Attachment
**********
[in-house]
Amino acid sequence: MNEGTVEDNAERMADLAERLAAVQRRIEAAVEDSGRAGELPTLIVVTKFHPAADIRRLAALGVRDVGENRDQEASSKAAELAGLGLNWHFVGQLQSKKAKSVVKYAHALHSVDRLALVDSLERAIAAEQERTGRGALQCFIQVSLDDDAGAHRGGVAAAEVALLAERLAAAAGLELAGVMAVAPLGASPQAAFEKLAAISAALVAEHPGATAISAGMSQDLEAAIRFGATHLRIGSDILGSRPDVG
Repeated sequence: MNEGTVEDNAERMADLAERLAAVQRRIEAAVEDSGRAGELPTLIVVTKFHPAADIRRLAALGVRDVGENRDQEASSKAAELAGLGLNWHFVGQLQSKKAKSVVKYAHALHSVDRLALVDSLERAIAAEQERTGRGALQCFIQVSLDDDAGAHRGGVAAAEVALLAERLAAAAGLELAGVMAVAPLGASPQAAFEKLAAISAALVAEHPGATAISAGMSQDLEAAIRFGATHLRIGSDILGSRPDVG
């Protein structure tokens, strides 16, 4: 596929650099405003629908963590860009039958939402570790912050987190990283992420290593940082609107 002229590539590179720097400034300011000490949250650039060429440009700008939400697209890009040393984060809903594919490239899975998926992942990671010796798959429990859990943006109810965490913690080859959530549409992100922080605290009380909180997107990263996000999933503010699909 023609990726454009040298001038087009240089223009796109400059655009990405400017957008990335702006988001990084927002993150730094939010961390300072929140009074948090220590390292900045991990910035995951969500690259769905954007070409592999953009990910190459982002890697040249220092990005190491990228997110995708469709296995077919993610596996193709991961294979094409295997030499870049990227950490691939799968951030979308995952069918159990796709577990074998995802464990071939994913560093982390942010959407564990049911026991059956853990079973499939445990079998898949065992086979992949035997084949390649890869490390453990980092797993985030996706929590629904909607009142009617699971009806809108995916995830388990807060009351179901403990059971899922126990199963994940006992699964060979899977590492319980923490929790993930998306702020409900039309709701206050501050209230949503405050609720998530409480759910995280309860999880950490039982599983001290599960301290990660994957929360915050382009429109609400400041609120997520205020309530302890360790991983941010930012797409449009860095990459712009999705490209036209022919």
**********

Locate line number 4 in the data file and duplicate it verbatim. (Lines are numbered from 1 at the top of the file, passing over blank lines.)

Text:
């Protein structure tokens, strides 16, 4: 596929650099405003629908963590860009039958939402570790912050987190990283992420290593940082609107 002229590539590179720097400034300011000490949250650039060429440009700008939400697209890009040393984060809903594919490239899975998926992942990671010796798959429990859990943006109810965490913690080859959530549409992100922080605290009380909180997107990263996000999933503010699909 023609990726454009040298001038087009240089223009796109400059655009990405400017957008990335702006988001990084927002993150730094939010961390300072929140009074948090220590390292900045991990910035995951969500690259769905954007070409592999953009990910190459982002890697040249220092990005190491990228997110995708469709296995077919993610596996193709991961294979094409295997030499870049990227950490691939799968951030979308995952069918159990796709577990074998995802464990071939994913560093982390942010959407564990049911026991059956853990079973499939445990079998898949065992086979992949035997084949390649890869490390453990980092797993985030996706929590629904909607009142009617699971009806809108995916995830388990807060009351179901403990059971899922126990199963994940006992699964060979899977590492319980923490929790993930998306702020409900039309709701206050501050209230949503405050609720998530409480759910995280309860999880950490039982599983001290599960301290990660994957929360915050382009429109609400400041609120997520205020309530302890360790991983941010930012797409449009860095990459712009999705490209036209022919």